Finally, Sackley resorted to pace to prise the partnership apart, Harvey obliging by trapping Smith lbw for an adventurous and target-setting 47, a 5-fer to Harvey and the Greens 190/8 in the 25th over to bring Brown in at No. 9. Meanwhile, Moses had to pull out of the attack with a sore back after trying to bowl an effort ball (he hates the phrase ‘bowls a heavy ball’ on account of its inaccuracy per the laws of physics).
Turner and Brown carried on for a bit before Escritt bowled the latter for an enterprising 24, 200/9 after 27, bringing in last man Harris, a good No. 11 to have in any side. Harris and Brown had a bit of fun as the Golds’ lads wilted in the field, taking the score along to 226 before Brown hacked Banerjee across the line to Sackley at short mid-wicket to bring the innings to a close at the end of the 37th over. From a precarious 82/6 the Greens had done very well, aided by some indisciplined bowling (60 extras!) and lackadaisical fielding from the Golds, to end up with 226.
The Golds had a decent showing with the ball, Harvey the pick of the bowlers with 6-0-23-5; Moses 3-0-19-0, Raymond Jr. (B) 6-0-41-1, Saeed 4-0-24-1, Escritt 7-0-37-1, Banerjee 4.5-0-25-2, Sackley 3-0-23-0
The scheming Raymond Sr. then unfolded the next phase of his cunning plan, asking the Golds to bat 10 overs as “Tea wasn’t ready yet,” then sent Turner to the rivals’ changing room with a fine, chilled bottle of Macon Village from Chateau Fagerhult to take their minds off the chase.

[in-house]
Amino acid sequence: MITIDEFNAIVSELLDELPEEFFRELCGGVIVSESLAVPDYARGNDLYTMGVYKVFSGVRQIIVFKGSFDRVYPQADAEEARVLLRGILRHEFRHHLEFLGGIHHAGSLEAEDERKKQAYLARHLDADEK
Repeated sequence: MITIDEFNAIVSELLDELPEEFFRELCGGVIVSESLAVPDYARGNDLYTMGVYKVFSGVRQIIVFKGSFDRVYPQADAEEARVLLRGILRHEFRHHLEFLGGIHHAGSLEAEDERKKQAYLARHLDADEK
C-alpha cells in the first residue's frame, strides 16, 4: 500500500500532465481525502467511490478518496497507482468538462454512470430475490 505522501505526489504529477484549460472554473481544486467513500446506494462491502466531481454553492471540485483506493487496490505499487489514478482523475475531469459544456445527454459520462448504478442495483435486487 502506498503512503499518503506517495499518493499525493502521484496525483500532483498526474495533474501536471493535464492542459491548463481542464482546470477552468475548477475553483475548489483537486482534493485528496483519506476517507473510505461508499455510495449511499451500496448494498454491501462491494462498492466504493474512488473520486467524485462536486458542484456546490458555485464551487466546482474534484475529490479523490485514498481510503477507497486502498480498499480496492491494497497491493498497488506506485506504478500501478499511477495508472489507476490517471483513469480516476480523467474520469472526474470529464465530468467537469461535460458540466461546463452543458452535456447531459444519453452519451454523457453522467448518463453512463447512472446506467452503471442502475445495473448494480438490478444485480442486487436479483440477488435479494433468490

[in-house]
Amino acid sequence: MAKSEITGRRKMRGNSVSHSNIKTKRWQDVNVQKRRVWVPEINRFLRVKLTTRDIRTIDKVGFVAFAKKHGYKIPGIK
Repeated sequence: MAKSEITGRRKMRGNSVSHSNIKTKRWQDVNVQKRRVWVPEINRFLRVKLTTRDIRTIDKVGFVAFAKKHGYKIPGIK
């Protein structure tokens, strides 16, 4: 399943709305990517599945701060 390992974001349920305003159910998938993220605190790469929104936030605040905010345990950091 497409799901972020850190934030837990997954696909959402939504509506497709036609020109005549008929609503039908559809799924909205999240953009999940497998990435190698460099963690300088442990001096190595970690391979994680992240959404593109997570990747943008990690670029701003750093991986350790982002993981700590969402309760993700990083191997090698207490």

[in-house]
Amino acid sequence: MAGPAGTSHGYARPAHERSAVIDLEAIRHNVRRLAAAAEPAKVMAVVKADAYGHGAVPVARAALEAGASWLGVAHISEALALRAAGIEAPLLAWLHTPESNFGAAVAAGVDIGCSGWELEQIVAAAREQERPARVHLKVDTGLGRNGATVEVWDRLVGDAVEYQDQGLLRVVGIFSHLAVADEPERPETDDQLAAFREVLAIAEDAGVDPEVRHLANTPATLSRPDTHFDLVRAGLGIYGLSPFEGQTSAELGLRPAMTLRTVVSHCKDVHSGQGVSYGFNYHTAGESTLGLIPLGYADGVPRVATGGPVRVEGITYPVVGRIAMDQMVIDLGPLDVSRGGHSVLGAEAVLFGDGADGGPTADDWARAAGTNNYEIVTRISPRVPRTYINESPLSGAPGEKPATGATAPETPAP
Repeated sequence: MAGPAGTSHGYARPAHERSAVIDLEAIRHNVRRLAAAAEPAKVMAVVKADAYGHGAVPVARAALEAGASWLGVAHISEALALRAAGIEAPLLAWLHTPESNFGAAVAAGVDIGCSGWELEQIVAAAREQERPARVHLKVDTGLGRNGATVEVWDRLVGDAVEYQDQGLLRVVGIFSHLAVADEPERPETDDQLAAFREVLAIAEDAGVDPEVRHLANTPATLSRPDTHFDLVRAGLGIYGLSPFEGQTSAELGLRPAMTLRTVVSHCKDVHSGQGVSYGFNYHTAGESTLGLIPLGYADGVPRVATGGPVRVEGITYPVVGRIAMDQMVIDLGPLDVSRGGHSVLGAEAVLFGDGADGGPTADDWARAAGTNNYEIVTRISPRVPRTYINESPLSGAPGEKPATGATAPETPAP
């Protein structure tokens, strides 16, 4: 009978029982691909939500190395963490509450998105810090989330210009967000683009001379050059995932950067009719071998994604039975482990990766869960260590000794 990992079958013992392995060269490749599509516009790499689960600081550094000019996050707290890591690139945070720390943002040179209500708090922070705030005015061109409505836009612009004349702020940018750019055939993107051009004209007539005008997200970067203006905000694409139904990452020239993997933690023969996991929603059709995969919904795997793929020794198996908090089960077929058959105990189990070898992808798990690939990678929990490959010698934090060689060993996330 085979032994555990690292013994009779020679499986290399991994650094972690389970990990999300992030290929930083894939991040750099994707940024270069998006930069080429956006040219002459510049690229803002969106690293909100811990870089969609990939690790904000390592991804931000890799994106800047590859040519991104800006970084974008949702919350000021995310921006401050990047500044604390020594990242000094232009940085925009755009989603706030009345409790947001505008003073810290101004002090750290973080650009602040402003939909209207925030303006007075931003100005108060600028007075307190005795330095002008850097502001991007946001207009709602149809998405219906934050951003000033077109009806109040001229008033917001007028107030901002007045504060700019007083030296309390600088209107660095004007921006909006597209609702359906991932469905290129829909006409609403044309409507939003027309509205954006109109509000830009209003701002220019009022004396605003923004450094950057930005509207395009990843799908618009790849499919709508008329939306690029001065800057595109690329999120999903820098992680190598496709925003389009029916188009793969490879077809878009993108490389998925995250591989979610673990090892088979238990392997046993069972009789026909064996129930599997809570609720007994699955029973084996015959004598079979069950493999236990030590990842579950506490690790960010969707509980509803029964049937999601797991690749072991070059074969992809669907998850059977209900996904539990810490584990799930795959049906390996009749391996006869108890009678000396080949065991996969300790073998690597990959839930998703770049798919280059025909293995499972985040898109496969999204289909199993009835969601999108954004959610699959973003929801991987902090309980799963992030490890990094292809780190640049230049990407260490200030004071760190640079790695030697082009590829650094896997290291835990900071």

Houghton and Apps opened the batting for the Golds, with Smith (School End) and Mooney (Academy End) opening the bowling for the Greens. Smith worked up a fair head of steam in his first over, castling Houghton with an in-swinging full toss off an under-edge (called no-ball for height) off the 3rd, then yorking him off the inside edge with the last ball, Houghton gone for a duck, sent off with a bellow from the bowler, the Golds 2/1 to bring Dommett in.
A fine partnership followed, with Apps playing attractive shots on both sides of the wicket and Dommett offering sensible support and rapid running, the pair never looking troubled and assuredly putting on 71 off 12 overs while taking the shine off the new ball, then blunting the challenge of the first and second change of the Yorkshiremen Turner and Brown, forcing Raymond Sr. to take them off after 2 and 3 overs respectively, and introducing the off-spin of Rees and the brisk pace of Ward.
The change worked, Dommett caught behind off Rees’ first ball for 19, Golds 75/2 after 13.1, the skipper Sackley coming in to continue the chase with the returning, in-form Apps, whose stroke-play was as fluorescent as his accessories. Mrs. Dommett appeared and Tea was taken after 15 overs, a sumptuous feast of sausage rolls, spring rolls, curried egg sandwiches, samosas, onion bhajis, brownies, carrot cake, fruit and more, mostly provided by the Darjeeling ladies, Mrs. Raymond & Mrs. Harvey in the main. Mrs. Apps, Mrs. Rees and the soon-to-be Mrs. Tideswell were also present, and children gallivanted nonchalantly on the mound and under the
tree. Banerjee uncorked a chilled bottle of Gavi with first dibs for the ladies, with Harvey, Sackley, Dommett, Turner, Raymond Sr. and the sommelier polishing off the rest. The senior members were heard remarking this is just like old times at the old Clubhouse, in the TMS booth in the sky Blowers waxed eloquent on the quality of the cakes, and as the afternoon sun peaked, civility prevailed, appetites were sated and thirsts slaked
, and the third phase of Raymond Sr.’s evil plot was put in play, inducing a sated torpor to the Golds’ lower order, effectively taking them out of the chase.
The scorers Raymond Jr. (B) and Banerjee then passed the sheet on to Houghton, with an exhortation to make a contribution to the team’s efforts and score with the pen since he couldn’t with the bat. Houghton settled in with the leftover sausage rolls and omitted to note the scores and overs at the fall of wickets whilst eating for Kent and drinking for France.